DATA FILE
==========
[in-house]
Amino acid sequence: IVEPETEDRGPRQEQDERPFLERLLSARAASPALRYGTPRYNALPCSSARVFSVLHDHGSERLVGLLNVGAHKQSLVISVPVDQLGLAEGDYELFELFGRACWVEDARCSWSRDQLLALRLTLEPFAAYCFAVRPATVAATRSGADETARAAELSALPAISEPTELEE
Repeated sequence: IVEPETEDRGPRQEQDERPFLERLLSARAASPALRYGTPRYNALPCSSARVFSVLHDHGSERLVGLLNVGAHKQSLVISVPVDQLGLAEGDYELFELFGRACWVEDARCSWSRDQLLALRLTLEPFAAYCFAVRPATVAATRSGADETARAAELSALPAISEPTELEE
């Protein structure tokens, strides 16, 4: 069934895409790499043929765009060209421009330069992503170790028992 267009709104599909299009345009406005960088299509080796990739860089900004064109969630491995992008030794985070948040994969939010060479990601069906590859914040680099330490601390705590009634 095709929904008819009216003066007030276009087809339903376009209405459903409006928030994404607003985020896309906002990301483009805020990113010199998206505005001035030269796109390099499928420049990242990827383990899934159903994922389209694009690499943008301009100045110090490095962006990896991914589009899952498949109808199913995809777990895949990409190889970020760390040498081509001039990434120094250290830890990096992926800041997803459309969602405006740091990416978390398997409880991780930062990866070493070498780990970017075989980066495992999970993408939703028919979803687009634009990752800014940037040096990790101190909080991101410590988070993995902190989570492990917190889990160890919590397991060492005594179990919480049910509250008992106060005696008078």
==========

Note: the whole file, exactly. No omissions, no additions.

[in-house]
Amino acid sequence: IVEPETEDRGPRQEQDERPFLERLLSARAASPALRYGTPRYNALPCSSARVFSVLHDHGSERLVGLLNVGAHKQSLVISVPVDQLGLAEGDYELFELFGRACWVEDARCSWSRDQLLALRLTLEPFAAYCFAVRPATVAATRSGADETARAAELSALPAISEPTELEE
Repeated sequence: IVEPETEDRGPRQEQDERPFLERLLSARAASPALRYGTPRYNALPCSSARVFSVLHDHGSERLVGLLNVGAHKQSLVISVPVDQLGLAEGDYELFELFGRACWVEDARCSWSRDQLLALRLTLEPFAAYCFAVRPATVAATRSGADETARAAELSALPAISEPTELEE
């Protein structure tokens, strides 16, 4: 069934895409790499043929765009060209421009330069992503170790028992 267009709104599909299009345009406005960088299509080796990739860089900004064109969630491995992008030794985070948040994969939010060479990601069906590859914040680099330490601390705590009634 095709929904008819009216003066007030276009087809339903376009209405459903409006928030994404607003985020896309906002990301483009805020990113010199998206505005001035030269796109390099499928420049990242990827383990899934159903994922389209694009690499943008301009100045110090490095962006990896991914589009899952498949109808199913995809777990895949990409190889970020760390040498081509001039990434120094250290830890990096992926800041997803459309969602405006740091990416978390398997409880991780930062990866070493070498780990970017075989980066495992999970993408939703028919979803687009634009990752800014940037040096990790101190909080991101410590988070993995902190989570492990917190889990160890919590397991060492005594179990919480049910509250008992106060005696008078």